The popular notion that an ordinary person is likely to upset established science is an unfortunate product of the anti-intellectual climate of our present world. Becoming a competent scientist is generally hard work and requires dedication, time, and an enormous amount of serious thinking. Physics is hard, even for most physicists. The laws governing the universe are slowly being exposed but it has taken very smart, very hardworking people almost half a millennium to get to the current state of understanding. Each new step requires enormous effort and a detailed understanding of a good part of the physics that is already known. Still, there is a common myth that some clever and lucky individual with essentially no training or knowledge of what has been discovered before will make some monumental breakthrough. The movies are filled with such events. Unfortunately, it won't happen. In new or immature fields or subfields, it is possible for an essentially untrained or self-trained genius to jump in and discover something important. Galileo and Newton probably fit this category in physics and Galois and Ramanujan probably fit it in mathematics. But most of physics is now so mature that broad new discoveries are rare, and accessible only to those with extremely good understandings of what is already known. A basement tinkerer hasn't got a prayer.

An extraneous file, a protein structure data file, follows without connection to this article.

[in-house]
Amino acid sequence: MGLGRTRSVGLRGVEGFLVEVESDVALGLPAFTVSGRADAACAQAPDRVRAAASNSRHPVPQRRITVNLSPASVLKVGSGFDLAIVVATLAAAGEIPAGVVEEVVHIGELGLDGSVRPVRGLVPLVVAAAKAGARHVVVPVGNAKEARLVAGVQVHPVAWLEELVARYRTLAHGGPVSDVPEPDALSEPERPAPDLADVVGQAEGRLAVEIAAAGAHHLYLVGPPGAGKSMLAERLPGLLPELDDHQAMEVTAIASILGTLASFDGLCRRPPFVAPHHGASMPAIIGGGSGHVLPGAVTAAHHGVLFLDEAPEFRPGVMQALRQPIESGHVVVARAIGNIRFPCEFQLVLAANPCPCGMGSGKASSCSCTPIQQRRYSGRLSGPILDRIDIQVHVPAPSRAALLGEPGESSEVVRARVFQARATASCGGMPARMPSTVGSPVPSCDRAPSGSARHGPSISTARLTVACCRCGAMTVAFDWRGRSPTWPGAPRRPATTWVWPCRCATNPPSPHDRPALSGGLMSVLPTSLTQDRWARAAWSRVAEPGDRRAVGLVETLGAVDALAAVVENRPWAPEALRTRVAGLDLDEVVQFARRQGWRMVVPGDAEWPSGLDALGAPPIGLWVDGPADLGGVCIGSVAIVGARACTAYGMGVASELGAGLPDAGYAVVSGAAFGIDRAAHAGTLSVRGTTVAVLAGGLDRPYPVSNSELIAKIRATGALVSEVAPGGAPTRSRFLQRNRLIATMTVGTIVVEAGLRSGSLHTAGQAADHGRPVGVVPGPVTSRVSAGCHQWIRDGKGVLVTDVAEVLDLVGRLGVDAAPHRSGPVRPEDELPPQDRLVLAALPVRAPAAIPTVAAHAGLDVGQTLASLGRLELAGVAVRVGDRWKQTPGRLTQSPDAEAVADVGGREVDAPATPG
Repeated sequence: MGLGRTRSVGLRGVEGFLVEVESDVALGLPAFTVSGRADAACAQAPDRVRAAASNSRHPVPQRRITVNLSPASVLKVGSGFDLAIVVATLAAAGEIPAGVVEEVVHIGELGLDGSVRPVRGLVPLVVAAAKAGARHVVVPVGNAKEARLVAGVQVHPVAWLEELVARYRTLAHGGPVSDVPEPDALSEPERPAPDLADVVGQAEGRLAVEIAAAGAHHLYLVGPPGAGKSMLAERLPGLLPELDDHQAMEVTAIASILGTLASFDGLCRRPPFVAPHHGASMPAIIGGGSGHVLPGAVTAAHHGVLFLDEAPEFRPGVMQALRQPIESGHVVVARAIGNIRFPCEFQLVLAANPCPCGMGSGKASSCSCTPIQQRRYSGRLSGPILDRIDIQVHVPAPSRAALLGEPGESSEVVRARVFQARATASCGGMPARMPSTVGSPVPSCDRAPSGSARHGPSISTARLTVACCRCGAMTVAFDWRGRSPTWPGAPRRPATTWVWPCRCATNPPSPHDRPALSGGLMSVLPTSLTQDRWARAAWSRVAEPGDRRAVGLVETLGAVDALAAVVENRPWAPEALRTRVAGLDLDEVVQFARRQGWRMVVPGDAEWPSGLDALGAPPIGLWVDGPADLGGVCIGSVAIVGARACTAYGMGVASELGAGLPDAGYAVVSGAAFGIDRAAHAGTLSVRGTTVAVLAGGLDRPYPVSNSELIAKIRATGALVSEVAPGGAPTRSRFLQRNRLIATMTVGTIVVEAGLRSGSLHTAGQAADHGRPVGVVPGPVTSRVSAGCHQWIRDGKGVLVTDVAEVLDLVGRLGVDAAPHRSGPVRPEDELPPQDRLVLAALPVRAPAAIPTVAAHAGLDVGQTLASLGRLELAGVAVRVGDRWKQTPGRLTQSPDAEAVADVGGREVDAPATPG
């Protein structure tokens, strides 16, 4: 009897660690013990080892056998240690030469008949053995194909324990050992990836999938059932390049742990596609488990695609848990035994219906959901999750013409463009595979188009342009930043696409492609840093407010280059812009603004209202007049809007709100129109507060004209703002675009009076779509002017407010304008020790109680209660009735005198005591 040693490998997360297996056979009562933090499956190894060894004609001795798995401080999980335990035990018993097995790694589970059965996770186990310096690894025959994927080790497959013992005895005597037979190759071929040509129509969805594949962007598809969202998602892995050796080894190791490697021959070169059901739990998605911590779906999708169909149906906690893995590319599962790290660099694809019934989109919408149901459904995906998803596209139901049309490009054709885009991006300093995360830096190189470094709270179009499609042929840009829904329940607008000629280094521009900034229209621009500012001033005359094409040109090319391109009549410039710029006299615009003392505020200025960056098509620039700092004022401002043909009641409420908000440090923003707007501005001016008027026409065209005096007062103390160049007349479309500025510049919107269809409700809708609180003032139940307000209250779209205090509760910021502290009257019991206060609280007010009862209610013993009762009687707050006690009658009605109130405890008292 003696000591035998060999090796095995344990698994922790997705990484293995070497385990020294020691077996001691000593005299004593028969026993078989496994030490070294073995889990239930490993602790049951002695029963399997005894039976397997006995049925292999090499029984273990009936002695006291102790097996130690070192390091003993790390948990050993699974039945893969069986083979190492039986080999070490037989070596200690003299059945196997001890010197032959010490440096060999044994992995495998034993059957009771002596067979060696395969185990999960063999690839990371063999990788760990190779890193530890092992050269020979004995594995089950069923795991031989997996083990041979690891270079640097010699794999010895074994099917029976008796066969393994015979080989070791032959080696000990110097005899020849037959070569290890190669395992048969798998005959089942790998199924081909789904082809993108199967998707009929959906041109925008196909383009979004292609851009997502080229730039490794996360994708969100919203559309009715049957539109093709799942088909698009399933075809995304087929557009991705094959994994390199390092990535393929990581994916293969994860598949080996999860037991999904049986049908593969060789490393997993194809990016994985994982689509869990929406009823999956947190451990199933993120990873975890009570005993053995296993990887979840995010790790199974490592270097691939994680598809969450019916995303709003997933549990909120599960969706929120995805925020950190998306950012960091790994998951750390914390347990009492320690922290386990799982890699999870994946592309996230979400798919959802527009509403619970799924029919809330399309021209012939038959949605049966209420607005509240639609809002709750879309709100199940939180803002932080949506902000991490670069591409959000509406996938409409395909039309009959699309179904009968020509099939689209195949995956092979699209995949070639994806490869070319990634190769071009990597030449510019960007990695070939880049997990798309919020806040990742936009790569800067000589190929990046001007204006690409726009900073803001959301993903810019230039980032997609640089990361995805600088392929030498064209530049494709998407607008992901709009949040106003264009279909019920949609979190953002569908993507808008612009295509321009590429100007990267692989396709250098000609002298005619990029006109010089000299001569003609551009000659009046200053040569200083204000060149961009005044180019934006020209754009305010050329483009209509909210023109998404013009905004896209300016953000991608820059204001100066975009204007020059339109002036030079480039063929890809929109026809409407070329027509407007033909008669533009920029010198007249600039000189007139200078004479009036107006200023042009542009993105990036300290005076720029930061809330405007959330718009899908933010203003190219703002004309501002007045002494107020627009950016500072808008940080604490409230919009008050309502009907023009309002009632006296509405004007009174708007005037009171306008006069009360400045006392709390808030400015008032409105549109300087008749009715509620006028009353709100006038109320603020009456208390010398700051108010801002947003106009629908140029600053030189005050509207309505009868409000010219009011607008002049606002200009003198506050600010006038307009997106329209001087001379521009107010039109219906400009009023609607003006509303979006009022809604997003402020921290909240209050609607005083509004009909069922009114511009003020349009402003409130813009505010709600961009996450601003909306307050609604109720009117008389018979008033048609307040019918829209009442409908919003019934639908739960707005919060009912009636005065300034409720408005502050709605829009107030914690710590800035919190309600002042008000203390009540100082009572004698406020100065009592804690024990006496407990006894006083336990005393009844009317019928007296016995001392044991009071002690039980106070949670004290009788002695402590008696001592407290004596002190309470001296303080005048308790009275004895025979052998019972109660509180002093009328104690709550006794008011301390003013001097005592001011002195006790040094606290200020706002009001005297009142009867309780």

Finally, real scientists don't always walk around in white lab coats looking serious, ridiculing the less educated, and trying to figure out how to trick the government into funding yet another silly, fraudulent, or unethical research project. In fact, most scientists wear practical clothes, have considerable humor, enjoy speaking with ordinary folk about their science, and conduct that science because they love and believe in it rather than as a means to some diabolic end. These scientists use the words of science in their conversations because it is the appropriate language for their work and there is meaning in each word and each sentence. The gibberish spoken by "scientists" in movies is often offensive to scientists in the same way that immigrant groups find it offensive when people mock their native languages.